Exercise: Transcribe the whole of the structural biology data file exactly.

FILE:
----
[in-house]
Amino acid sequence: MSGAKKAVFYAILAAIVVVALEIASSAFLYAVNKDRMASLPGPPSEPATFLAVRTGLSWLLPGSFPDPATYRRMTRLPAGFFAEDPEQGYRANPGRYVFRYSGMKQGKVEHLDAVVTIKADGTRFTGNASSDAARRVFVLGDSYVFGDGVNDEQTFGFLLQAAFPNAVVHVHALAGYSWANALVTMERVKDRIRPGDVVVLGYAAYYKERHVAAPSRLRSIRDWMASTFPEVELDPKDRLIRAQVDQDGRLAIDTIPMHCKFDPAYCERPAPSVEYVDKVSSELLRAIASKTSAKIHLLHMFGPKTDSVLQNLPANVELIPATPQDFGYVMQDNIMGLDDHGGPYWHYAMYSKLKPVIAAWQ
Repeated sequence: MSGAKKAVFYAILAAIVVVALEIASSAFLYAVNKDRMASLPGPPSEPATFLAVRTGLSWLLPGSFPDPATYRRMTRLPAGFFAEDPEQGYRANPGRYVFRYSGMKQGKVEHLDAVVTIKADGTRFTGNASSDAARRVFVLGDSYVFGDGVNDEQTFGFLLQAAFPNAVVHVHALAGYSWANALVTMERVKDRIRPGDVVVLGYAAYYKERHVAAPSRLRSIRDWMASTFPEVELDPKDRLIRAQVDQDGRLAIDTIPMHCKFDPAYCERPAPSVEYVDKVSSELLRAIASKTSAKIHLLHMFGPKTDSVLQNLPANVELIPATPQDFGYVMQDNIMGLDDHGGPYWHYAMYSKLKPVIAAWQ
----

[in-house]
Amino acid sequence: MSGAKKAVFYAILAAIVVVALEIASSAFLYAVNKDRMASLPGPPSEPATFLAVRTGLSWLLPGSFPDPATYRRMTRLPAGFFAEDPEQGYRANPGRYVFRYSGMKQGKVEHLDAVVTIKADGTRFTGNASSDAARRVFVLGDSYVFGDGVNDEQTFGFLLQAAFPNAVVHVHALAGYSWANALVTMERVKDRIRPGDVVVLGYAAYYKERHVAAPSRLRSIRDWMASTFPEVELDPKDRLIRAQVDQDGRLAIDTIPMHCKFDPAYCERPAPSVEYVDKVSSELLRAIASKTSAKIHLLHMFGPKTDSVLQNLPANVELIPATPQDFGYVMQDNIMGLDDHGGPYWHYAMYSKLKPVIAAWQ
Repeated sequence: MSGAKKAVFYAILAAIVVVALEIASSAFLYAVNKDRMASLPGPPSEPATFLAVRTGLSWLLPGSFPDPATYRRMTRLPAGFFAEDPEQGYRANPGRYVFRYSGMKQGKVEHLDAVVTIKADGTRFTGNASSDAARRVFVLGDSYVFGDGVNDEQTFGFLLQAAFPNAVVHVHALAGYSWANALVTMERVKDRIRPGDVVVLGYAAYYKERHVAAPSRLRSIRDWMASTFPEVELDPKDRLIRAQVDQDGRLAIDTIPMHCKFDPAYCERPAPSVEYVDKVSSELLRAIASKTSAKIHLLHMFGPKTDSVLQNLPANVELIPATPQDFGYVMQDNIMGLDDHGGPYWHYAMYSKLKPVIAAWQ